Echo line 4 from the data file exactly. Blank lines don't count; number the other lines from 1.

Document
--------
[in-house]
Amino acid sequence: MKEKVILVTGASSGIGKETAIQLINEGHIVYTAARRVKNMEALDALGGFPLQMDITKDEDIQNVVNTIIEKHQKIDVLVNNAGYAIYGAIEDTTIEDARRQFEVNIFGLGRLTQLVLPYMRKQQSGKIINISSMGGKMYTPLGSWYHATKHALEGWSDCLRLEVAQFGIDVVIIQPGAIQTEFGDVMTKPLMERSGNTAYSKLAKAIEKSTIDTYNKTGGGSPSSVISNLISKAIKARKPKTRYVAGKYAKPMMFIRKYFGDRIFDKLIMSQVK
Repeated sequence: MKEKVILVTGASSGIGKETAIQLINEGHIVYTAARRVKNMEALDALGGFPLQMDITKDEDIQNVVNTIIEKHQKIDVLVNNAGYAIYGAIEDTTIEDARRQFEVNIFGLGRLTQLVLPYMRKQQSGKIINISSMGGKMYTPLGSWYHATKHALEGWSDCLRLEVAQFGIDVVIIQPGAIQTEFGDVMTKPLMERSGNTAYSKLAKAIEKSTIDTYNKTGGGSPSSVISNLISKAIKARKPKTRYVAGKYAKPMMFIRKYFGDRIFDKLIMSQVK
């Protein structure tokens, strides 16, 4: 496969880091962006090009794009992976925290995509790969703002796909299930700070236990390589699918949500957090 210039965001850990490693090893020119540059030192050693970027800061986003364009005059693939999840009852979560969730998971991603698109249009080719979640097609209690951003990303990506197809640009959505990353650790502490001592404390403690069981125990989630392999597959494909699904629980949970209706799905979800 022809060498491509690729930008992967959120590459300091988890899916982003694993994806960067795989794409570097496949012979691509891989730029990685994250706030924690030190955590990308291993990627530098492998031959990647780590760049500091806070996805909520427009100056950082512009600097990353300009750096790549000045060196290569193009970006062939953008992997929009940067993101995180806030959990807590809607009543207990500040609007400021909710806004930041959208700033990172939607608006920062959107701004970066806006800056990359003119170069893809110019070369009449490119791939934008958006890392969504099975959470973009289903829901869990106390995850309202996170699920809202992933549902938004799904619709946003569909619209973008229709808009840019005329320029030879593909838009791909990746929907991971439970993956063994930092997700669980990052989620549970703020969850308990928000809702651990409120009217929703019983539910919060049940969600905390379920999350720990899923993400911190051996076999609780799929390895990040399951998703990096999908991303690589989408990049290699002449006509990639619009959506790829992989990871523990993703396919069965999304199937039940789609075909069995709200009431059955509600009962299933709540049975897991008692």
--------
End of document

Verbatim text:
């Protein structure tokens, strides 16, 4: 496969880091962006090009794009992976925290995509790969703002796909299930700070236990390589699918949500957090 210039965001850990490693090893020119540059030192050693970027800061986003364009005059693939999840009852979560969730998971991603698109249009080719979640097609209690951003990303990506197809640009959505990353650790502490001592404390403690069981125990989630392999597959494909699904629980949970209706799905979800 022809060498491509690729930008992967959120590459300091988890899916982003694993994806960067795989794409570097496949012979691509891989730029990685994250706030924690030190955590990308291993990627530098492998031959990647780590760049500091806070996805909520427009100056950082512009600097990353300009750096790549000045060196290569193009970006062939953008992997929009940067993101995180806030959990807590809607009543207990500040609007400021909710806004930041959208700033990172939607608006920062959107701004970066806006800056990359003119170069893809110019070369009449490119791939934008958006890392969504099975959470973009289903829901869990106390995850309202996170699920809202992933549902938004799904619709946003569909619209973008229709808009840019005329320029030879593909838009791909990746929907991971439970993956063994930092997700669980990052989620549970703020969850308990928000809702651990409120009217929703019983539910919060049940969600905390379920999350720990899923993400911190051996076999609780799929390895990040399951998703990096999908991303690589989408990049290699002449006509990639619009959506790829992989990871523990993703396919069965999304199937039940789609075909069995709200009431059955509600009962299933709540049975897991008692």